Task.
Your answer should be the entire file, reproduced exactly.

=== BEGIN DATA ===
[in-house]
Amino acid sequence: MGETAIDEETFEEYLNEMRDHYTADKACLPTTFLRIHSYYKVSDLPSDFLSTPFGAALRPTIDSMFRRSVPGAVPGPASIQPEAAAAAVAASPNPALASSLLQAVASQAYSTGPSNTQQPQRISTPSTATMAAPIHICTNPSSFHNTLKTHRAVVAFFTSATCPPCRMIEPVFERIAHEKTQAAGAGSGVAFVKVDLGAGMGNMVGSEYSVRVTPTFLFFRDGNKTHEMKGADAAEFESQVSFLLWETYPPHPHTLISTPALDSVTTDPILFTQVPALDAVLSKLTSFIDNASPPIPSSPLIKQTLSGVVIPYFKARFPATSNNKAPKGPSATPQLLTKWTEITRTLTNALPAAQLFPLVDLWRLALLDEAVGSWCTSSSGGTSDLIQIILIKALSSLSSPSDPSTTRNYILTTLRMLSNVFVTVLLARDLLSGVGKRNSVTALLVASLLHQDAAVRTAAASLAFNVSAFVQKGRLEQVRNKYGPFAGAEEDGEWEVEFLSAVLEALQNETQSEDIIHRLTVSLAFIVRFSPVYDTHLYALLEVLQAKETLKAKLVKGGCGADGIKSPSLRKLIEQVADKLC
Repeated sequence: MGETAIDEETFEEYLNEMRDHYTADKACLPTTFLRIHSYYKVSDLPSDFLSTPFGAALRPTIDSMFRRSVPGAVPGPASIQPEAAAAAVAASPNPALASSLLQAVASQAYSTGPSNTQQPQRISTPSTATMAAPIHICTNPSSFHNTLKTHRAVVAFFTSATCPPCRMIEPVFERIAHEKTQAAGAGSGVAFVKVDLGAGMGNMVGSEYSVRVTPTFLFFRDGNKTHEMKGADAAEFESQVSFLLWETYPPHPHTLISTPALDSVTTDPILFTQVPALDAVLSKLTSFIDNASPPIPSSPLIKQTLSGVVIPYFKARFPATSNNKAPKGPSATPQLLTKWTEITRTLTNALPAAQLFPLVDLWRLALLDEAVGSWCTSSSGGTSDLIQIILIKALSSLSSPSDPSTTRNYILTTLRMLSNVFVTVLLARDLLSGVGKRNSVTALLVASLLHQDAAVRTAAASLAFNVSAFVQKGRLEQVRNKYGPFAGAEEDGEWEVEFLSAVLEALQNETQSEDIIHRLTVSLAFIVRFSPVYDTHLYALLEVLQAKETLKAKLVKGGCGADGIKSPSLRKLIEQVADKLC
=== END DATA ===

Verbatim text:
[in-house]
Amino acid sequence: MGETAIDEETFEEYLNEMRDHYTADKACLPTTFLRIHSYYKVSDLPSDFLSTPFGAALRPTIDSMFRRSVPGAVPGPASIQPEAAAAAVAASPNPALASSLLQAVASQAYSTGPSNTQQPQRISTPSTATMAAPIHICTNPSSFHNTLKTHRAVVAFFTSATCPPCRMIEPVFERIAHEKTQAAGAGSGVAFVKVDLGAGMGNMVGSEYSVRVTPTFLFFRDGNKTHEMKGADAAEFESQVSFLLWETYPPHPHTLISTPALDSVTTDPILFTQVPALDAVLSKLTSFIDNASPPIPSSPLIKQTLSGVVIPYFKARFPATSNNKAPKGPSATPQLLTKWTEITRTLTNALPAAQLFPLVDLWRLALLDEAVGSWCTSSSGGTSDLIQIILIKALSSLSSPSDPSTTRNYILTTLRMLSNVFVTVLLARDLLSGVGKRNSVTALLVASLLHQDAAVRTAAASLAFNVSAFVQKGRLEQVRNKYGPFAGAEEDGEWEVEFLSAVLEALQNETQSEDIIHRLTVSLAFIVRFSPVYDTHLYALLEVLQAKETLKAKLVKGGCGADGIKSPSLRKLIEQVADKLC
Repeated sequence: MGETAIDEETFEEYLNEMRDHYTADKACLPTTFLRIHSYYKVSDLPSDFLSTPFGAALRPTIDSMFRRSVPGAVPGPASIQPEAAAAAVAASPNPALASSLLQAVASQAYSTGPSNTQQPQRISTPSTATMAAPIHICTNPSSFHNTLKTHRAVVAFFTSATCPPCRMIEPVFERIAHEKTQAAGAGSGVAFVKVDLGAGMGNMVGSEYSVRVTPTFLFFRDGNKTHEMKGADAAEFESQVSFLLWETYPPHPHTLISTPALDSVTTDPILFTQVPALDAVLSKLTSFIDNASPPIPSSPLIKQTLSGVVIPYFKARFPATSNNKAPKGPSATPQLLTKWTEITRTLTNALPAAQLFPLVDLWRLALLDEAVGSWCTSSSGGTSDLIQIILIKALSSLSSPSDPSTTRNYILTTLRMLSNVFVTVLLARDLLSGVGKRNSVTALLVASLLHQDAAVRTAAASLAFNVSAFVQKGRLEQVRNKYGPFAGAEEDGEWEVEFLSAVLEALQNETQSEDIIHRLTVSLAFIVRFSPVYDTHLYALLEVLQAKETLKAKLVKGGCGADGIKSPSLRKLIEQVADKLC